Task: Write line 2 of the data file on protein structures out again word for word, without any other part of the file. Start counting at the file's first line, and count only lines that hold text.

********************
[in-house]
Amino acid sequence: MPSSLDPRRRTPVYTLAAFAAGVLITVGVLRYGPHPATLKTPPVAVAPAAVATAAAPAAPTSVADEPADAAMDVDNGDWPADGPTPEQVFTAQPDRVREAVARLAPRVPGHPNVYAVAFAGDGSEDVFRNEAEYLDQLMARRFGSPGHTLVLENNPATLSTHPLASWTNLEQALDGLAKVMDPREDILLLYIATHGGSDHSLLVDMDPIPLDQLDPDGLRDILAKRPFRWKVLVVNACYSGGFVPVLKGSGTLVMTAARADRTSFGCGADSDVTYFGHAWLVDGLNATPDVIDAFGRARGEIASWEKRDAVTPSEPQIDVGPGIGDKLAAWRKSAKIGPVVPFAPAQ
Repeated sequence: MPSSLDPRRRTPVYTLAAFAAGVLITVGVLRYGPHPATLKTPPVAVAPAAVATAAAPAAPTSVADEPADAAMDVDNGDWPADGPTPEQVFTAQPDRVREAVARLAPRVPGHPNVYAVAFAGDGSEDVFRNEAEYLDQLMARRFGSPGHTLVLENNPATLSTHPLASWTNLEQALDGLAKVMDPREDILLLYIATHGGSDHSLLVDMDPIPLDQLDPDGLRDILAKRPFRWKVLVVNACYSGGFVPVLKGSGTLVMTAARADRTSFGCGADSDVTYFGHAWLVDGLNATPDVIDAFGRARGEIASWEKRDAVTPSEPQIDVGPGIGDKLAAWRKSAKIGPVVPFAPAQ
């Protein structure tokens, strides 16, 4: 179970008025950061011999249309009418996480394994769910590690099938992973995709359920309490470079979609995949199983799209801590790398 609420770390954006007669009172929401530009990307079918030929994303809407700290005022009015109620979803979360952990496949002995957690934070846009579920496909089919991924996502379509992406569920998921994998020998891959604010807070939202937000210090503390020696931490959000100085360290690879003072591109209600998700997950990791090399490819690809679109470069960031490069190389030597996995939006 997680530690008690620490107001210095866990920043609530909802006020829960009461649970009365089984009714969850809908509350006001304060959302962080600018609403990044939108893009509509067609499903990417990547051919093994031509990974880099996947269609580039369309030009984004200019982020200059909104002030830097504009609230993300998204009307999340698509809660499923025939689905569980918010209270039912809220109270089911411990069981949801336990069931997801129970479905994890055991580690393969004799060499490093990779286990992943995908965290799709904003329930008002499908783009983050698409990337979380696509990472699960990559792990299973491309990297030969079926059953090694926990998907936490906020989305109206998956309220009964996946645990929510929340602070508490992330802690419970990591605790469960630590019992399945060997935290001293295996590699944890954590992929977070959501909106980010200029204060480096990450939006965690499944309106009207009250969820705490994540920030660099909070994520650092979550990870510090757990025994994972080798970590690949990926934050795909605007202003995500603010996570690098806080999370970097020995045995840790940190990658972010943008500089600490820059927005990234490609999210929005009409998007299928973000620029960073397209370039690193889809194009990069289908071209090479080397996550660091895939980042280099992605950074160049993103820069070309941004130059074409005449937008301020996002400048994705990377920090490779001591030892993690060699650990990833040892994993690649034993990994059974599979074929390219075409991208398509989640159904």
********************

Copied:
Amino acid sequence: MPSSLDPRRRTPVYTLAAFAAGVLITVGVLRYGPHPATLKTPPVAVAPAAVATAAAPAAPTSVADEPADAAMDVDNGDWPADGPTPEQVFTAQPDRVREAVARLAPRVPGHPNVYAVAFAGDGSEDVFRNEAEYLDQLMARRFGSPGHTLVLENNPATLSTHPLASWTNLEQALDGLAKVMDPREDILLLYIATHGGSDHSLLVDMDPIPLDQLDPDGLRDILAKRPFRWKVLVVNACYSGGFVPVLKGSGTLVMTAARADRTSFGCGADSDVTYFGHAWLVDGLNATPDVIDAFGRARGEIASWEKRDAVTPSEPQIDVGPGIGDKLAAWRKSAKIGPVVPFAPAQ